The Bad Plus
Friday, October 12
…if this piano trio wants to play as loud as a rock band…well, let ‘em rip…these bad boys have the musicianship to back up their attitude.
—The New Yorker
The bad plus performs
and here we test our powers of observation
On Sacred Ground: Stravinsky’s Rite of Spring
[WEST COAST PREMIERE]
Arranged and Performed by The Bad Plus
About This Performance
Rule-breaking, genre-bending, uncompromising and thoroughly entertaining are a few phrases that begin to describe this outstanding trio that made its welcome SF Performances debut in 2009. The charismatic and controversial bad boys of jazz return with their high-voltage take on Stravinsky’s history-making Rite of Spring for its upcoming 100th anniversary year.
The Bad Plus has spent over a decade breaking down the walls of jazz convention, reaching audiences of all demographic stripes with an uncompromising body of original music (plus some ingenious, genre-jumping covers) and dedicated touring around the globe. Few jazz groups in recent memory have generated such a mix of acclaim and controversy. Throughout their career, bassist Reid Anderson, pianist Ethan Iverson and drummer David King have held fast to a band ethos (deeply collaborative with no “leader”) and a belief in what they like to call avant-garde populism (progressive, musically sophisticated ideas without the bullshit high-brow trappings).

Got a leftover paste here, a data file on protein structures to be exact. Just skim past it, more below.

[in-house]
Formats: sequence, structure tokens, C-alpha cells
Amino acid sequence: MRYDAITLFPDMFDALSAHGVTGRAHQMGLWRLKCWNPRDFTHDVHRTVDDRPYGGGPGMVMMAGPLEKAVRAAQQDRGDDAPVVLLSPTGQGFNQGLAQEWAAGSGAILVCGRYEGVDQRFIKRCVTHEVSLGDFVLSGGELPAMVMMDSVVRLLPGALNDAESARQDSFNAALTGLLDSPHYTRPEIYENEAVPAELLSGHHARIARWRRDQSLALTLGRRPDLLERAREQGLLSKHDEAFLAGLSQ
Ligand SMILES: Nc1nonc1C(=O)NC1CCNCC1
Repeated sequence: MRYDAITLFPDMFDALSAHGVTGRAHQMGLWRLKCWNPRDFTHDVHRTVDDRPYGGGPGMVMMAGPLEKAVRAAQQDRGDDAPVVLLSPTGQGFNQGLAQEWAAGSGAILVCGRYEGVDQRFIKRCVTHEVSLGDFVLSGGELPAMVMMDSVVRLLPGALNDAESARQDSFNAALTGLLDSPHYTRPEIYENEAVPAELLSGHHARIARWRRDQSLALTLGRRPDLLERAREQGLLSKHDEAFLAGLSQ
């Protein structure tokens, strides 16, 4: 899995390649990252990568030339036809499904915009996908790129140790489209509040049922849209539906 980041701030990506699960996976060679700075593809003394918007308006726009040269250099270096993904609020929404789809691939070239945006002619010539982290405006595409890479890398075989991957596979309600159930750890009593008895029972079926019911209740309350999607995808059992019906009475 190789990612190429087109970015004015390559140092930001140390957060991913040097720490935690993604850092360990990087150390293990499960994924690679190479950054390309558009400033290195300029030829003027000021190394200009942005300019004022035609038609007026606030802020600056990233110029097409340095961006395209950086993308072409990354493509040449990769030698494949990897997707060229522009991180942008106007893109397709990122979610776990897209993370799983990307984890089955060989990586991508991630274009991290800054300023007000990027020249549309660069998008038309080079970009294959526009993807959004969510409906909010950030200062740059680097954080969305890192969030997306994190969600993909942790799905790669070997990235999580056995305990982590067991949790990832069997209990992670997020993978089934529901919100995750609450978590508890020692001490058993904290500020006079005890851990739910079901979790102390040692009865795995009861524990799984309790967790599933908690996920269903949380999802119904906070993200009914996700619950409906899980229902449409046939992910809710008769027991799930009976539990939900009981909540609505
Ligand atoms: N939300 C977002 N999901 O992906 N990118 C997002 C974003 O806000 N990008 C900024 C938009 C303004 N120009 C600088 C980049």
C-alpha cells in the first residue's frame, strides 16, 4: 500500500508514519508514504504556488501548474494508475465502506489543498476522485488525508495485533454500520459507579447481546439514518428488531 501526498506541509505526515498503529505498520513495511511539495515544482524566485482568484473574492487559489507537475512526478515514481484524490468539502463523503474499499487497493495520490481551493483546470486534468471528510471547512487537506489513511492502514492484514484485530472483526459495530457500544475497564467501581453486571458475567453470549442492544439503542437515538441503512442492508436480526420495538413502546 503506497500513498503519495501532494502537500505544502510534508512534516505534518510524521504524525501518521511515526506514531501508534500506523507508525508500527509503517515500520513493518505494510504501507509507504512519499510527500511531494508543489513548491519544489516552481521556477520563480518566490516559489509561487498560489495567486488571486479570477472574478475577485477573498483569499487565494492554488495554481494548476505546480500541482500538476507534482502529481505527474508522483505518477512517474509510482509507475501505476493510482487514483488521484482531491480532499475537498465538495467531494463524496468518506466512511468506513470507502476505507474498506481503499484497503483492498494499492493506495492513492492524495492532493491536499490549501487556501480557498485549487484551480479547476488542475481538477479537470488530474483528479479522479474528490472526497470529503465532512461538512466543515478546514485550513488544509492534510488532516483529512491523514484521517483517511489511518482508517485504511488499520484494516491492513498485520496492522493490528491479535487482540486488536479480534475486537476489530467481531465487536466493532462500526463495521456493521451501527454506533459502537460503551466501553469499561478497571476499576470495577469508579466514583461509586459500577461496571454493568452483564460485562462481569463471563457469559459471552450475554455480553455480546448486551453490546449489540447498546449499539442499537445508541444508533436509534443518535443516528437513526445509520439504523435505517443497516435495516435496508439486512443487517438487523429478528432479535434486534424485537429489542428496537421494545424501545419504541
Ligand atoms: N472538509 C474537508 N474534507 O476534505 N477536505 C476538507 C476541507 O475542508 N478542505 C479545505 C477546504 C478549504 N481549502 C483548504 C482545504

On Made Possible, the group’s 8th studio album, The Bad Plus unleashes nine spellbinding original tracks that showcase everything this groundbreaking trio is capable of: heart-pounding acoustic anthems, bleary melancholia, fearless juxtapositions, tunefully mathy contortions and a masterful sense of song. What’s more, the band peppers this latest outing with a few tasteful flecks of electronics—check the 808 clicks and claps in I Want to Feel Good Part Two or the sinister synth layering on Wolf Out. From first listen, it’s the sound of three gifted players and composers at a dizzying creative peak, proving yet again that a piano-bass-drums trio can still transport listeners to rapturous and uncharted places.
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